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Ingredients in Facial Cleansers

by
author image Elizabeth Tumbarello
Elizabeth Tumbarello has been writing since 2006, with her work appearing on various websites. She is an animal lover who volunteers with her local Humane Society. Tumbarello attended Hocking College and is pursuing her Associate of Applied Science in veterinary technology from San Juan College.

Facial cleansers are designed to clear away dirt and grime. Many facial cleansers work double duty–moisturizing skin, soothing irritated skin, reducing the signs of aging or repairing damaged facial skin. Not all facial cleansers live up to their claims. It's important to examine the ingredients in facial cleansers to determine whether they serve the purposes advertised by the manufacturer. Despite their many claims, most facial cleansers contain many of the same basic ingredients.

Detergents and Soaps

Facial cleansers include detergents and soaps--ingredients that mix with dirt and oils, allowing them to be washed off the skin. The difference between a detergent and a soap largely depends on the ingredients: detergents are synthetic cleansers, and soaps are natural cleansers, as noted in "A Consumer's Dictionary of Cosmetic Ingredients."



"Cosmetics Unmasked" lists sodium lauryl sulfate, ammonium lauryl sulfate, sodium laureth sulfate, ammonium laureth sulfate, stearic acid, lauric acid, myristic acid, oleic acid and palmitic acid as just a few of the common detergents found in facial cleansers.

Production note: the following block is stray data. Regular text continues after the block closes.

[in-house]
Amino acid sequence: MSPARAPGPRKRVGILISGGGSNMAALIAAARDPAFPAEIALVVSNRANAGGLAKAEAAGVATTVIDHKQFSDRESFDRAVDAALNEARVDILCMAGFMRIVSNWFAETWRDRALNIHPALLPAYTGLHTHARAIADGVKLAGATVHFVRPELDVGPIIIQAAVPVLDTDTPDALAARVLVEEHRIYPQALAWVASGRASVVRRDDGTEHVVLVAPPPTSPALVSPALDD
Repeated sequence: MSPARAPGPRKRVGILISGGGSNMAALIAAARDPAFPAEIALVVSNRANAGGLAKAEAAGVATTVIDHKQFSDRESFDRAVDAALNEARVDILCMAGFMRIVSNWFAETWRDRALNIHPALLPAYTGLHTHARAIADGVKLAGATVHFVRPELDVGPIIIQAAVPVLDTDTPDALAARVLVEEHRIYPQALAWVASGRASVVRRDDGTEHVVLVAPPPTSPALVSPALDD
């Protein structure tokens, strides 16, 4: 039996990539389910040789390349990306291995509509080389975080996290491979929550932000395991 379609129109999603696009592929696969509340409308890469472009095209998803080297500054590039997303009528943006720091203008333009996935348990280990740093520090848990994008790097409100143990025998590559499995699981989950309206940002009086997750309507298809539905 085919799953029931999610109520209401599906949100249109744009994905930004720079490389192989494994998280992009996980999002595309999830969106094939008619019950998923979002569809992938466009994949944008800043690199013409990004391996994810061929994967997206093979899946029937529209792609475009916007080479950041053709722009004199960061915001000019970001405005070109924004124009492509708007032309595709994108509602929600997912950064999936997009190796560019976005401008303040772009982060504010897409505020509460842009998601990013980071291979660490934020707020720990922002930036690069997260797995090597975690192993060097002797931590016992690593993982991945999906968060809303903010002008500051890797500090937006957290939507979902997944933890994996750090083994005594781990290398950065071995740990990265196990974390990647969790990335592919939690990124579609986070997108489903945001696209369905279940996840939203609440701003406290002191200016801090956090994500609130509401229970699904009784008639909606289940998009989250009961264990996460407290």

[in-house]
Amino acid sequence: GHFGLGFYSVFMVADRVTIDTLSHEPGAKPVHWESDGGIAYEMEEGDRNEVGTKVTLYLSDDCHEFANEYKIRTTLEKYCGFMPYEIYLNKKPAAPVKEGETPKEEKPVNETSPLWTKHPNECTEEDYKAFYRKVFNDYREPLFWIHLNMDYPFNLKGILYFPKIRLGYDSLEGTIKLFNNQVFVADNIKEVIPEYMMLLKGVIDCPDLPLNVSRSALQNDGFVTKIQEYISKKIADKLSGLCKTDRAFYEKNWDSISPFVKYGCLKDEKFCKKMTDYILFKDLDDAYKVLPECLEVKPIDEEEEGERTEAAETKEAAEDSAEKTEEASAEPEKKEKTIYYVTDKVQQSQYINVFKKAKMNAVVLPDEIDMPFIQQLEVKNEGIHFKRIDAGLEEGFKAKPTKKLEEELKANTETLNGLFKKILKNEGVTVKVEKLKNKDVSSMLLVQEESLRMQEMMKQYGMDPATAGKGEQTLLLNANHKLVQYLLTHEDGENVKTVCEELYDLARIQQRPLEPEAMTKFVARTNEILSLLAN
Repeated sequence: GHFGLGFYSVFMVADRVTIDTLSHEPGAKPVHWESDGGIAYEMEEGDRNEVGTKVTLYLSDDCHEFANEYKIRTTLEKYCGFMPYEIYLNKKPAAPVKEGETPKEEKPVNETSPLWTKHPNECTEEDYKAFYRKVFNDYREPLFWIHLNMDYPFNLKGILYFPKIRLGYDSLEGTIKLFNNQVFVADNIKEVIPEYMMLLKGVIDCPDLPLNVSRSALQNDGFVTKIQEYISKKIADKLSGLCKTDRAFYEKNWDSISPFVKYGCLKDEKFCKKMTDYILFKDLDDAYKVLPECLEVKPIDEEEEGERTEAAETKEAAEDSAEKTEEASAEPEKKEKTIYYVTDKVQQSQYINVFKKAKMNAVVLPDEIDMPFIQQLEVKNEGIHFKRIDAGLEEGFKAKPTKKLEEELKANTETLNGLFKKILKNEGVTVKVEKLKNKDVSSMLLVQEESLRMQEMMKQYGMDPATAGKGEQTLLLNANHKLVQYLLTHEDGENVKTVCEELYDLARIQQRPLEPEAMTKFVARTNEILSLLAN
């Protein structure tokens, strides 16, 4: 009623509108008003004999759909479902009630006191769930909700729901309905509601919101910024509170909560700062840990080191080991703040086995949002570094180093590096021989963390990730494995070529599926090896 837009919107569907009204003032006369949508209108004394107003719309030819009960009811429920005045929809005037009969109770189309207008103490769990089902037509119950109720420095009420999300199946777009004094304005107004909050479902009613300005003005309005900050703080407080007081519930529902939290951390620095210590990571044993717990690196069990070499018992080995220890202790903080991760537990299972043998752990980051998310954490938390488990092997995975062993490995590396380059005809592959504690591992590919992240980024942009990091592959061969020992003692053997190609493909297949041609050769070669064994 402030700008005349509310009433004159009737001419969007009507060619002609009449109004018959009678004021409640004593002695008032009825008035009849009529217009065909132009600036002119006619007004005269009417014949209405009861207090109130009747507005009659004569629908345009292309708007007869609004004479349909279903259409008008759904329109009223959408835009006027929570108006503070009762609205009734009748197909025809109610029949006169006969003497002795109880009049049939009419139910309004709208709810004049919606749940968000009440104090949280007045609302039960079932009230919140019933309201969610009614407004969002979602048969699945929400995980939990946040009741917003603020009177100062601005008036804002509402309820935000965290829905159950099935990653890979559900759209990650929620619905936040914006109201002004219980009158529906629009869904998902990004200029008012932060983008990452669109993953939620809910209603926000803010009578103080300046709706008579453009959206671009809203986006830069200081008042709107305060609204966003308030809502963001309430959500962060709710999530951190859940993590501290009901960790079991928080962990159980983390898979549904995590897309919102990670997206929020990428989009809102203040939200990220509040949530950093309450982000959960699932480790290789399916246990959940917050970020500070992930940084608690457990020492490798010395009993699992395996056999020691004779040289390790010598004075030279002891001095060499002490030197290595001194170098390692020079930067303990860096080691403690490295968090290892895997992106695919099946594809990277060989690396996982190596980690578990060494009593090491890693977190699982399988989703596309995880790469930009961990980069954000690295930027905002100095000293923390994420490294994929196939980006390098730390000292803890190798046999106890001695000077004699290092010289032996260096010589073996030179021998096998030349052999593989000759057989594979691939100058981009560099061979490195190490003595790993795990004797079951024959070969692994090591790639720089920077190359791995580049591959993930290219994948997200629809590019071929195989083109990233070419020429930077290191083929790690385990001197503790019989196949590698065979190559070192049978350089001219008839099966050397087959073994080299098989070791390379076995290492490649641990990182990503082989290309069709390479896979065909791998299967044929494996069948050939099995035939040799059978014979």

Soaps may be made from vegetable oil or animal fats. Coconut oil, olive oil, safflower oil, jojoba oil and tallow are ingredients used in creating soap-based facial cleansers. These ingredients are mixed with an alkaline substance, usually sodium hydroxide, or lye, to create a salt. When mixed, in a process called saponification, two byproducts are created--glycerin, a moisturizer, and salt. The salt is what's known as soap.

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Moisturizers

Moisturizers soothe dry skin and replace oils removed by cleansers. Even some facial cleansers designed for oily skin contain moisturizers to counteract the cleansing agents used in the formula. Moisturizers are occlusive or nonocclusive.



Occlusive moisturizers form a thin, film-like barrier over the skin's surface to prevent moisture loss. Examples of occlusive moisturizers include dimethicone and other silicone-based ingredients, lanolin and petroleum byproducts like mineral oil and petrolatum.



Non-occlusive moisturizers are usually humectants or hygroscopic ingredients–substances that draw moisture to the skin and hold it there for a short period of time while the skin absorbs it. Examples of non-occlusive moisturizers include glycerin, oatmeal, hyaluronic acid and sodium PCA. Oils may also be included in facial cleansers as moisturizing ingredients; olive oil, jojoba oil and some essential oils serve this purpose.

Antimicrobials

Antimicrobial ingredients can serve two purposes: extending the shelf life of the product and removing potentially harmful or irritating microorganisms from the skin. Antimicrobial chemicals designed to extend the shelf life of facial cleansers include methylparaben, propylparaben, phenoxyethanol, DMDM hydantoin, methylchloroisothiazolinone and methylisothiazolinone. Facial cleansers aimed at those suffering from acne, dry skin or other skin disorders may purposely include antimicrobial ingredients for the purpose of aiding in the treatment of those conditions. Examples of ingredients used in facial cleansers for this purpose include benzoyl peroxide, sulfure, azaleic acid, tea tree oil and honey.

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References

  • "Scientific Soapmaking: The Chemistry of the Cold Process"; Kevin M. Dunn; 2010
  • "A Consumer's Dictionary of Cosmetic Ingredients, 7th Edition"; Ruth Winter; 2009
  • "Milady's Skin Care and Cosmetic Ingredients Dictionary"; Natalia Michalun; 2009
  • "Personal Care Formulas"; Allured Publishing; 2004
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